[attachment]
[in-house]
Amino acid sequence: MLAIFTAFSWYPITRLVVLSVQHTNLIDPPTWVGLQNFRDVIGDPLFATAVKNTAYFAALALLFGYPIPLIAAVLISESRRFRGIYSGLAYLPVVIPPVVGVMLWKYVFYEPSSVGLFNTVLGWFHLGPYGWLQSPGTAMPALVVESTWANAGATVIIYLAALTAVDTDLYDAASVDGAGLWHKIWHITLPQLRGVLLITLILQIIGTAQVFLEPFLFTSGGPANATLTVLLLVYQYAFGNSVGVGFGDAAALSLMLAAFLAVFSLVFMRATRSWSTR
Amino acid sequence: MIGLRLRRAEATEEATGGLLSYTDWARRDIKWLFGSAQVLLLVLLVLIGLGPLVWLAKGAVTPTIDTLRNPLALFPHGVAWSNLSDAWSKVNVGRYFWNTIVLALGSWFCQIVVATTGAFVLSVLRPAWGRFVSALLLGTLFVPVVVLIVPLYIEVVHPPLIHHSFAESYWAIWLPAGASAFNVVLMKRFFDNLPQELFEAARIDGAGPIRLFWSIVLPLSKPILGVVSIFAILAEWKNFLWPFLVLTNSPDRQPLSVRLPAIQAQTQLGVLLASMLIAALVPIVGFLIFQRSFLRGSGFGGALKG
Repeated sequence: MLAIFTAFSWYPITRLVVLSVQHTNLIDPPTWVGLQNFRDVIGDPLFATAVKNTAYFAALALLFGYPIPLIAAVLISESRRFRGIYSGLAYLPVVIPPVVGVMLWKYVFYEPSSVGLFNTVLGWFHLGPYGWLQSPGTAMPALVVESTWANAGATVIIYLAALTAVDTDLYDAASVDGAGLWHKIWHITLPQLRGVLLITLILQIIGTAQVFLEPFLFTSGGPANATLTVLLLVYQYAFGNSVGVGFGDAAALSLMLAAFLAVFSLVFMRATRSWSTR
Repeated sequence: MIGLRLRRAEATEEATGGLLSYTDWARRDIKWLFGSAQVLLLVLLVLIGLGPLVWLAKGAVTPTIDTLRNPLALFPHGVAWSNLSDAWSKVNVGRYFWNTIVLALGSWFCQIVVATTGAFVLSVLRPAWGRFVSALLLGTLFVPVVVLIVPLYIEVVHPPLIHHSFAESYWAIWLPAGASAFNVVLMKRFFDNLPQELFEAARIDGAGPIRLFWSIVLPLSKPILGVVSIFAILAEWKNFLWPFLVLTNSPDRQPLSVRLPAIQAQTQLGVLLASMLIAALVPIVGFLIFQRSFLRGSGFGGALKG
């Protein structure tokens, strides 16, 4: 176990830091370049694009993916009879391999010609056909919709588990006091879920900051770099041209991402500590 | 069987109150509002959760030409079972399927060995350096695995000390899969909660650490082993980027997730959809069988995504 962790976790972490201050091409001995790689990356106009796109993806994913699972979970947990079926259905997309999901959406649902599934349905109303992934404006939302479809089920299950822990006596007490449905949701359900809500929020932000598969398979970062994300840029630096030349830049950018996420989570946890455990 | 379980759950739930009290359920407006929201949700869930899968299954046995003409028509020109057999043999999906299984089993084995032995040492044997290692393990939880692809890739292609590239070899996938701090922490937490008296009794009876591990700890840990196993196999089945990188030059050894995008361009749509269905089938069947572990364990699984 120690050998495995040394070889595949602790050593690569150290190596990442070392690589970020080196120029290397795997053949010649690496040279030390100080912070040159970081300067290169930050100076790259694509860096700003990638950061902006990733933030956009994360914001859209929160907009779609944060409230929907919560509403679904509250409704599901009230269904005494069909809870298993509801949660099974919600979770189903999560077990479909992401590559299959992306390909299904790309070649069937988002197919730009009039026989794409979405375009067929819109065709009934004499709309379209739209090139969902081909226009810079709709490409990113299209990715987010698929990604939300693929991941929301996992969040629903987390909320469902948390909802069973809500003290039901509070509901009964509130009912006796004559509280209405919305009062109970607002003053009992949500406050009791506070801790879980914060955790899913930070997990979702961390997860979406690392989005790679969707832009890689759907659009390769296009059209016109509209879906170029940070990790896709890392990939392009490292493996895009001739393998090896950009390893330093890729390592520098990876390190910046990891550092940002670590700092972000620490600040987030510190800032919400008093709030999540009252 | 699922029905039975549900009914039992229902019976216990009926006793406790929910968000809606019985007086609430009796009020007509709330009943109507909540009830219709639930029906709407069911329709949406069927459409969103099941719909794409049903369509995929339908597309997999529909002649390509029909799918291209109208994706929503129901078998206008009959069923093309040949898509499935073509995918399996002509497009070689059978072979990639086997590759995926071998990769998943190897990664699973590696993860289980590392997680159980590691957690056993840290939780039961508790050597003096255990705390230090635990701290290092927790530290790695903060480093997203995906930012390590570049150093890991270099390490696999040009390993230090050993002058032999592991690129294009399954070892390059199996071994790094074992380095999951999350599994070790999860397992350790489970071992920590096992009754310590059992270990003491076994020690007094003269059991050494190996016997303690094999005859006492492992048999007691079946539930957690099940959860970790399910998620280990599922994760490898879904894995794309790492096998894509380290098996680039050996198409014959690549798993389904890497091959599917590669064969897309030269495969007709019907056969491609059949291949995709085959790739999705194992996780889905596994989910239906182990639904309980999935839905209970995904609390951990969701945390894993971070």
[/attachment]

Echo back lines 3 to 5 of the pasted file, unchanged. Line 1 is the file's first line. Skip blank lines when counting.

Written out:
Amino acid sequence: MIGLRLRRAEATEEATGGLLSYTDWARRDIKWLFGSAQVLLLVLLVLIGLGPLVWLAKGAVTPTIDTLRNPLALFPHGVAWSNLSDAWSKVNVGRYFWNTIVLALGSWFCQIVVATTGAFVLSVLRPAWGRFVSALLLGTLFVPVVVLIVPLYIEVVHPPLIHHSFAESYWAIWLPAGASAFNVVLMKRFFDNLPQELFEAARIDGAGPIRLFWSIVLPLSKPILGVVSIFAILAEWKNFLWPFLVLTNSPDRQPLSVRLPAIQAQTQLGVLLASMLIAALVPIVGFLIFQRSFLRGSGFGGALKG
Repeated sequence: MLAIFTAFSWYPITRLVVLSVQHTNLIDPPTWVGLQNFRDVIGDPLFATAVKNTAYFAALALLFGYPIPLIAAVLISESRRFRGIYSGLAYLPVVIPPVVGVMLWKYVFYEPSSVGLFNTVLGWFHLGPYGWLQSPGTAMPALVVESTWANAGATVIIYLAALTAVDTDLYDAASVDGAGLWHKIWHITLPQLRGVLLITLILQIIGTAQVFLEPFLFTSGGPANATLTVLLLVYQYAFGNSVGVGFGDAAALSLMLAAFLAVFSLVFMRATRSWSTR
Repeated sequence: MIGLRLRRAEATEEATGGLLSYTDWARRDIKWLFGSAQVLLLVLLVLIGLGPLVWLAKGAVTPTIDTLRNPLALFPHGVAWSNLSDAWSKVNVGRYFWNTIVLALGSWFCQIVVATTGAFVLSVLRPAWGRFVSALLLGTLFVPVVVLIVPLYIEVVHPPLIHHSFAESYWAIWLPAGASAFNVVLMKRFFDNLPQELFEAARIDGAGPIRLFWSIVLPLSKPILGVVSIFAILAEWKNFLWPFLVLTNSPDRQPLSVRLPAIQAQTQLGVLLASMLIAALVPIVGFLIFQRSFLRGSGFGGALKG